What should you avoid when transitioning to Making Tax Digital for Income Tax Self-Assessment?

June 4, 2024

From April 2026, the Government’s Making Tax Digital (MTD) initiative will move to target self-employed individuals and landlords.

If you earn over £50,000 a year, you must adopt MTD-compliant software to maintain digital records and provide Income Tax updates. This will extend to those earning over £30,000 from April 2027.

These requirements pose significant challenges for people familiar with conventional record-keeping and tax reporting methods.

As MTD for Income Tax Self-Assessment (ITSA) approaches, there are several pitfalls you should be aware of to ensure a smooth transition.

Delaying the transition

While delaying your transition to MTD for ITSA may be tempting, it can be detrimental.

The process is longer than you think, requiring you to select compliant software, migrate your existing records, and learn new workflows.

Starting your transition early allows time for you to adjust.

Keeping records complete

One of the fundamental requirements of MTD is to keep complete digital records of all financial transactions.

If you fail to keep your records up to date, your records will be inaccurate. This could lead to inaccurate tax calculations and potential penalties, so ensure that your records are thorough and correct.

Choosing the right software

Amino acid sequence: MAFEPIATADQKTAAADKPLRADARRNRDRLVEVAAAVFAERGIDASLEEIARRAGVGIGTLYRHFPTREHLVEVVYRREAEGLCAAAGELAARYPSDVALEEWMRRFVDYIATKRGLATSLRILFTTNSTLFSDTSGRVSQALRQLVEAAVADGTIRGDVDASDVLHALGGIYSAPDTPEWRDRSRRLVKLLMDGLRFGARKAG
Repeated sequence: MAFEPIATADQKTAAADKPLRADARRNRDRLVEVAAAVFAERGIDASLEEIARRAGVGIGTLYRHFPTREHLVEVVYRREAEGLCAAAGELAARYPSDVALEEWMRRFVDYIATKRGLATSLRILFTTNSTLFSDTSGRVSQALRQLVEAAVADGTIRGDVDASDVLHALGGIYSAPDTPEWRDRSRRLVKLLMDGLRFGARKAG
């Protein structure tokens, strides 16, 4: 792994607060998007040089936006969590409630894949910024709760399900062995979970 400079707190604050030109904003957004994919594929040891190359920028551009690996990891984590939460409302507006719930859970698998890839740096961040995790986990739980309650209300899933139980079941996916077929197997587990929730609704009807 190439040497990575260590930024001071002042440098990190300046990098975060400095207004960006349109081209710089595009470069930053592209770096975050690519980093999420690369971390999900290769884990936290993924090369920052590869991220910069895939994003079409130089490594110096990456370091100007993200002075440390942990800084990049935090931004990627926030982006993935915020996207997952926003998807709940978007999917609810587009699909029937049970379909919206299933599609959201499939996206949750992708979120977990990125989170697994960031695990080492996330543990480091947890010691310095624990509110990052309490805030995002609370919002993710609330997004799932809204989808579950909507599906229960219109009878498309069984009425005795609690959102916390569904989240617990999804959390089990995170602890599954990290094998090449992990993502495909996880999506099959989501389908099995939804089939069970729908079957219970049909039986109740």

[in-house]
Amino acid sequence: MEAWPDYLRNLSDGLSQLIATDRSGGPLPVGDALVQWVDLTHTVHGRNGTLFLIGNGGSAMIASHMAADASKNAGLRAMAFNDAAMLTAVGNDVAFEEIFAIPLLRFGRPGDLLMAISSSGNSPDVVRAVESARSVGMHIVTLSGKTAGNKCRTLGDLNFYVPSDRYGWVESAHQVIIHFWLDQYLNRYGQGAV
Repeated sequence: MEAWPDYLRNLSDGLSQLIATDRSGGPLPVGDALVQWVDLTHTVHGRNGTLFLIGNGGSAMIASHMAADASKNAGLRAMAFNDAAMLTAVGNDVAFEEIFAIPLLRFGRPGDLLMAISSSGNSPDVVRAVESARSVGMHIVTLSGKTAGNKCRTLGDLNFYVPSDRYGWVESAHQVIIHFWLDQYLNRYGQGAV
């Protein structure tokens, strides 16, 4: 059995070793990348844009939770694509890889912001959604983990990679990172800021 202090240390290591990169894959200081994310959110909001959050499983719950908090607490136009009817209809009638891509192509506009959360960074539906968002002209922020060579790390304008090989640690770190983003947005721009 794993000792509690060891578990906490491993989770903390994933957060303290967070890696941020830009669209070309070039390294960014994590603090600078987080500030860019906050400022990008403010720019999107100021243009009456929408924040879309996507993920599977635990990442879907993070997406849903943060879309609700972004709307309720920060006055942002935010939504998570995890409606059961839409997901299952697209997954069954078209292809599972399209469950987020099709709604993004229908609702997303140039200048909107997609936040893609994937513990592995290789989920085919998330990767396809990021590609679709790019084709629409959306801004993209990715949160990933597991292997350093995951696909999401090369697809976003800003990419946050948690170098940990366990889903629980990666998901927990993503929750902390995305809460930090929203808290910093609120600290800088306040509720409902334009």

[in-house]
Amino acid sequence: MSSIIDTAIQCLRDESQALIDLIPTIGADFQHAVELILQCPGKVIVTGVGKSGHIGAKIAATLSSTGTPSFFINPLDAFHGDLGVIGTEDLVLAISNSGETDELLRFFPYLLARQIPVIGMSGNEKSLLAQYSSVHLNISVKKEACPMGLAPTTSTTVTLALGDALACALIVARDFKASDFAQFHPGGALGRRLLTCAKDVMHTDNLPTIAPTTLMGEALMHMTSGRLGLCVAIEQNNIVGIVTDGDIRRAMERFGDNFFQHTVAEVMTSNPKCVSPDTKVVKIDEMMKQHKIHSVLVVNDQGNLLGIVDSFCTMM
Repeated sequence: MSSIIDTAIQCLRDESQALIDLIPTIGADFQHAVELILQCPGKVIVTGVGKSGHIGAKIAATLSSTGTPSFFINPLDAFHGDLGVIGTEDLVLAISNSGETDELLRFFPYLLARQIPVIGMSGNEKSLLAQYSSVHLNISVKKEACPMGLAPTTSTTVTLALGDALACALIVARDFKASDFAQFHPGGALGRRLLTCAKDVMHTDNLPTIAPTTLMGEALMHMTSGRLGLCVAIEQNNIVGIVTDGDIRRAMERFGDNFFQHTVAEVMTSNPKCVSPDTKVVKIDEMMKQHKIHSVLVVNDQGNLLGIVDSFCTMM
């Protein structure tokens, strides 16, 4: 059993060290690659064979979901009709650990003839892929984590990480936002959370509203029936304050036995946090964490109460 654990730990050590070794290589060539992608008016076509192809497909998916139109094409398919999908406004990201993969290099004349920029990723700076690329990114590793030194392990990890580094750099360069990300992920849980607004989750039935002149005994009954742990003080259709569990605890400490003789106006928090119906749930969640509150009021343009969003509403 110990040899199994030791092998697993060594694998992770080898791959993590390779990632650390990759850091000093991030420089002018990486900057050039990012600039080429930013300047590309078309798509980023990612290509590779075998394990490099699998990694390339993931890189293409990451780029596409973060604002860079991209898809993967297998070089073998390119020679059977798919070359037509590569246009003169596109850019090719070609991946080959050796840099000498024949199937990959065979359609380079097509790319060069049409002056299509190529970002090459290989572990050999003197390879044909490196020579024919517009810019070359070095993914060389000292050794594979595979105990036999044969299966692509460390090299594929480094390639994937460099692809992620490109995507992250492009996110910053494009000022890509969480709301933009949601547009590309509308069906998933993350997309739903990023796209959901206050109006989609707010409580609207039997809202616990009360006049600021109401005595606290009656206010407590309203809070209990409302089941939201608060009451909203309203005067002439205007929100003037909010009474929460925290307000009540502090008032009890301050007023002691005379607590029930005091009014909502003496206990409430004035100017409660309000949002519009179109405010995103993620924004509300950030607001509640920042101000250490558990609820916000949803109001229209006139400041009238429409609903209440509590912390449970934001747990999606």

Having the right software can make or break your transition to MTD for ITSA. You must ensure that your chosen software package is fully compliant, otherwise you may find yourself falling short of the requirements.

Make sure you choose software approved by HM Revenue & Customs (HMRC) with the right features for you and your business.

Misconfiguring accounting periods

Make sure that your accounting periods are set correctly in your software. Incorrect settings can cause reporting errors and affect your tax obligations.

Combining personal and business finances

You may not be MTD compliant if you use one account for both your personal and business transactions. Establishing a dedicated business account is important to simplify your record-keeping and effectively segregate expenses.

Ignoring quarterly updates

Another aspect of MTD for ITSA is that you need to submit quarterly updates to HMRC. These should summarise your income and expenses. Failing to do so could result in you receiving penalties.

Compromising on data security

Keeping your financial data secure is vital. You must ensure that your chosen accounting software complies with current security standards and General Data Protection Regulation (GDPR) requirements to safeguard your information.

Overlooking professional support

Many individuals may consider managing the transition themselves, particularly if they already handle their own accounts. However, having the support of an accountant can help with any complexities you encounter.

Consider talking to accountants or bookkeepers who have a deeper understanding of MTD. This can help you to get the most out of MTD and prevent any errors in your transition.

If you would like specialised assistance with MTD for ITSA, please contact our team today.

Further reading

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